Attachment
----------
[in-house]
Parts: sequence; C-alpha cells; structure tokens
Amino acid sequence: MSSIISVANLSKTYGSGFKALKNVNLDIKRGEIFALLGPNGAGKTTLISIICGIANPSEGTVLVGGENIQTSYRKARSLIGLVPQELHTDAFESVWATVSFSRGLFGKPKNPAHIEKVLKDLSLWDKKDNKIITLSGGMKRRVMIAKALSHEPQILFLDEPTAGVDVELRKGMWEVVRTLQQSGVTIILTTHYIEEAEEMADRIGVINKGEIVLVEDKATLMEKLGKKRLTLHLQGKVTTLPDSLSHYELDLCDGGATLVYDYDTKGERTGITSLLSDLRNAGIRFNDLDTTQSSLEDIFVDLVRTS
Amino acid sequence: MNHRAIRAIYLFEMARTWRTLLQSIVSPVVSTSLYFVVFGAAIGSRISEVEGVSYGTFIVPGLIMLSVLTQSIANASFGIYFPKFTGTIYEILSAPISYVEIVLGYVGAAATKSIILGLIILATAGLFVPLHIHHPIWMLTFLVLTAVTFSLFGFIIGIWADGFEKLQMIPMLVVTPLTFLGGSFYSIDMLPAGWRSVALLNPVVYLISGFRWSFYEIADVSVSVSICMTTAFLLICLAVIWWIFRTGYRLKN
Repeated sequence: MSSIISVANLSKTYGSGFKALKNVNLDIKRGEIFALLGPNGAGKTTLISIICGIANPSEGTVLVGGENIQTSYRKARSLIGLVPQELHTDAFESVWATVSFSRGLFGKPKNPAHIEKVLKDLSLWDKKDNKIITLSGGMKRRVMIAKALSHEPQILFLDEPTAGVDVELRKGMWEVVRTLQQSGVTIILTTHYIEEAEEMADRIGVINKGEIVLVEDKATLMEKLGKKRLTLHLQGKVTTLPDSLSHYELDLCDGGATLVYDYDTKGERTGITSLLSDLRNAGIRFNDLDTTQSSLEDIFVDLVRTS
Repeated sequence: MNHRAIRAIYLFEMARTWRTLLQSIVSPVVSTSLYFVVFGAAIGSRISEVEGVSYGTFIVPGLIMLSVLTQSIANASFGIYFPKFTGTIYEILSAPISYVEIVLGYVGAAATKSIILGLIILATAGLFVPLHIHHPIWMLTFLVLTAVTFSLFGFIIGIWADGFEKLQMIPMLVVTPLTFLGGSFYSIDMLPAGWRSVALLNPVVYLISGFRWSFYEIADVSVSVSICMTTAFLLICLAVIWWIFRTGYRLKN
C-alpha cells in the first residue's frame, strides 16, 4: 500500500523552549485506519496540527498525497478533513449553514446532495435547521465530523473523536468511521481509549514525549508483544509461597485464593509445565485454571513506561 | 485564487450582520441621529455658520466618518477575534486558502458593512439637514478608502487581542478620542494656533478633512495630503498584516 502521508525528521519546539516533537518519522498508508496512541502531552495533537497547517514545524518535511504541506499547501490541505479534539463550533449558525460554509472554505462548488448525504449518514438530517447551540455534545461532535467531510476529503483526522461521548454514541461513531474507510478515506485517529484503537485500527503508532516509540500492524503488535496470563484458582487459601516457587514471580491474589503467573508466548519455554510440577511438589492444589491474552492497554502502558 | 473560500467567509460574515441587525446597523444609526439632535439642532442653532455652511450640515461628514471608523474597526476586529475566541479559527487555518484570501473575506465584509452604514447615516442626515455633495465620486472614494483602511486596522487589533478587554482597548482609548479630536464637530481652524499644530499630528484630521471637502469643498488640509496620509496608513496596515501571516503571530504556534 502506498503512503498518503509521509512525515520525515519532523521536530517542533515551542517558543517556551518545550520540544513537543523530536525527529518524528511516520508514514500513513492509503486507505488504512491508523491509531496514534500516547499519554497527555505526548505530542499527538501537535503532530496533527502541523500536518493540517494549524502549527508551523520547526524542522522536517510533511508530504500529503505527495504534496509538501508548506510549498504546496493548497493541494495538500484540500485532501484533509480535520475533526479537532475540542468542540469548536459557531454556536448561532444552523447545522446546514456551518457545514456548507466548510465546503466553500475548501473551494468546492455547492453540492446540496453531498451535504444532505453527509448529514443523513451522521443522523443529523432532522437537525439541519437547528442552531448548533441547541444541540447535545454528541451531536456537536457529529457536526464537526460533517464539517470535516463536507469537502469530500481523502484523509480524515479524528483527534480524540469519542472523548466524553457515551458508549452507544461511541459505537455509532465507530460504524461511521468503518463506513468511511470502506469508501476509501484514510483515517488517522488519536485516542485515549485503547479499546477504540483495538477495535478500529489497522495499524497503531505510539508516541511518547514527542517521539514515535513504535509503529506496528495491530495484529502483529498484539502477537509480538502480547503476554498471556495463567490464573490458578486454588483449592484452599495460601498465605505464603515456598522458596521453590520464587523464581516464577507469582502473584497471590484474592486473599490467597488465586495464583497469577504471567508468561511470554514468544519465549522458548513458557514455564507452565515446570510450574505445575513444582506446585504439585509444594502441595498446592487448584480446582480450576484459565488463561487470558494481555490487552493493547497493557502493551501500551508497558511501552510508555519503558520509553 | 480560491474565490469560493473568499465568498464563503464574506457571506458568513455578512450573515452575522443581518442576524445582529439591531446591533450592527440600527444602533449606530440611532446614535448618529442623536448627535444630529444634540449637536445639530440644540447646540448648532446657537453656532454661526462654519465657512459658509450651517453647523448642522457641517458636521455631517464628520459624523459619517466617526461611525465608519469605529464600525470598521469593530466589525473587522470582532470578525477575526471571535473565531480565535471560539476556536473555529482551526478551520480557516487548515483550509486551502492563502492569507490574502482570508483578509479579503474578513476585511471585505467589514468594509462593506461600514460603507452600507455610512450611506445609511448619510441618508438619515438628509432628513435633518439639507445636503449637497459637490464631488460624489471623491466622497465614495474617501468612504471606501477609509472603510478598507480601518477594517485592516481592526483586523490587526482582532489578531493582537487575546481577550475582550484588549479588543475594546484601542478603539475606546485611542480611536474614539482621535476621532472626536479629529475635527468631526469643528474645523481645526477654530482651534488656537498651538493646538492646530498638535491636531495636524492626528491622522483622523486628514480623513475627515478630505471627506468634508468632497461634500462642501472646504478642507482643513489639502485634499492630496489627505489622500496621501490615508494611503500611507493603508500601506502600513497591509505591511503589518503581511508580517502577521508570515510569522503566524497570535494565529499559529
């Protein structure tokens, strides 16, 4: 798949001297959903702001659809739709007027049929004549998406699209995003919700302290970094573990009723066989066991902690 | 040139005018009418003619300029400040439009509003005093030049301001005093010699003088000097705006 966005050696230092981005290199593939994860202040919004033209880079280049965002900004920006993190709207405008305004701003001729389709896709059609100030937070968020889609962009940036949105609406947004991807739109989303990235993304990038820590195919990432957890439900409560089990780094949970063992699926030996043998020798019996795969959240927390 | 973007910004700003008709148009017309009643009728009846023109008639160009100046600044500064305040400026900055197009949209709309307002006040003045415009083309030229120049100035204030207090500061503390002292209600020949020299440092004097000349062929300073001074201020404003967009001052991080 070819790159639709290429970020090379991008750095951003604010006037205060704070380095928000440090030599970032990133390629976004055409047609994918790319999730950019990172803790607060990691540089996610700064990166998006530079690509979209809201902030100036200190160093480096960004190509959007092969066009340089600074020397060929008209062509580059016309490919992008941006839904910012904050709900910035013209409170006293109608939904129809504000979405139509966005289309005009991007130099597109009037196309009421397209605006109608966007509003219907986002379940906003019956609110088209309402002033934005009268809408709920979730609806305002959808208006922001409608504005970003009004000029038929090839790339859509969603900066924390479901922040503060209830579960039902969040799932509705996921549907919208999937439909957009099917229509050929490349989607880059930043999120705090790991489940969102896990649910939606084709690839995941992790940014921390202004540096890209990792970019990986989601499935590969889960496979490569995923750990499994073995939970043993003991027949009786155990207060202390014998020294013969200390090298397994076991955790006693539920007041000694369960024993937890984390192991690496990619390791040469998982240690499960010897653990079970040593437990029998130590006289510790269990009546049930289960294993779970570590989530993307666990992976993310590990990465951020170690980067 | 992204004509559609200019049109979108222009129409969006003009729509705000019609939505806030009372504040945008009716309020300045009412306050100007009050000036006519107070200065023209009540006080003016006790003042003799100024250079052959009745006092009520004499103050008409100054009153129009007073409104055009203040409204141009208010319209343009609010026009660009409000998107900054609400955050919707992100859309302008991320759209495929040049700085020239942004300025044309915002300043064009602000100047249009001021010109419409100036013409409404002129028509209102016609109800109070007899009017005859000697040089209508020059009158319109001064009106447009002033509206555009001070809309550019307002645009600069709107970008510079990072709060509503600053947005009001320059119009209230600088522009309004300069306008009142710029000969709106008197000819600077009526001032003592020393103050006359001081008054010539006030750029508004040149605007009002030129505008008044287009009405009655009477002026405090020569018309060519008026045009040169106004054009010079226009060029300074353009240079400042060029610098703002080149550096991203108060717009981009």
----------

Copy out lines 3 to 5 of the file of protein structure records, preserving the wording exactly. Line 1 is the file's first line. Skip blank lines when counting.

Amino acid sequence: MSSIISVANLSKTYGSGFKALKNVNLDIKRGEIFALLGPNGAGKTTLISIICGIANPSEGTVLVGGENIQTSYRKARSLIGLVPQELHTDAFESVWATVSFSRGLFGKPKNPAHIEKVLKDLSLWDKKDNKIITLSGGMKRRVMIAKALSHEPQILFLDEPTAGVDVELRKGMWEVVRTLQQSGVTIILTTHYIEEAEEMADRIGVINKGEIVLVEDKATLMEKLGKKRLTLHLQGKVTTLPDSLSHYELDLCDGGATLVYDYDTKGERTGITSLLSDLRNAGIRFNDLDTTQSSLEDIFVDLVRTS
Amino acid sequence: MNHRAIRAIYLFEMARTWRTLLQSIVSPVVSTSLYFVVFGAAIGSRISEVEGVSYGTFIVPGLIMLSVLTQSIANASFGIYFPKFTGTIYEILSAPISYVEIVLGYVGAAATKSIILGLIILATAGLFVPLHIHHPIWMLTFLVLTAVTFSLFGFIIGIWADGFEKLQMIPMLVVTPLTFLGGSFYSIDMLPAGWRSVALLNPVVYLISGFRWSFYEIADVSVSVSICMTTAFLLICLAVIWWIFRTGYRLKN
Repeated sequence: MSSIISVANLSKTYGSGFKALKNVNLDIKRGEIFALLGPNGAGKTTLISIICGIANPSEGTVLVGGENIQTSYRKARSLIGLVPQELHTDAFESVWATVSFSRGLFGKPKNPAHIEKVLKDLSLWDKKDNKIITLSGGMKRRVMIAKALSHEPQILFLDEPTAGVDVELRKGMWEVVRTLQQSGVTIILTTHYIEEAEEMADRIGVINKGEIVLVEDKATLMEKLGKKRLTLHLQGKVTTLPDSLSHYELDLCDGGATLVYDYDTKGERTGITSLLSDLRNAGIRFNDLDTTQSSLEDIFVDLVRTS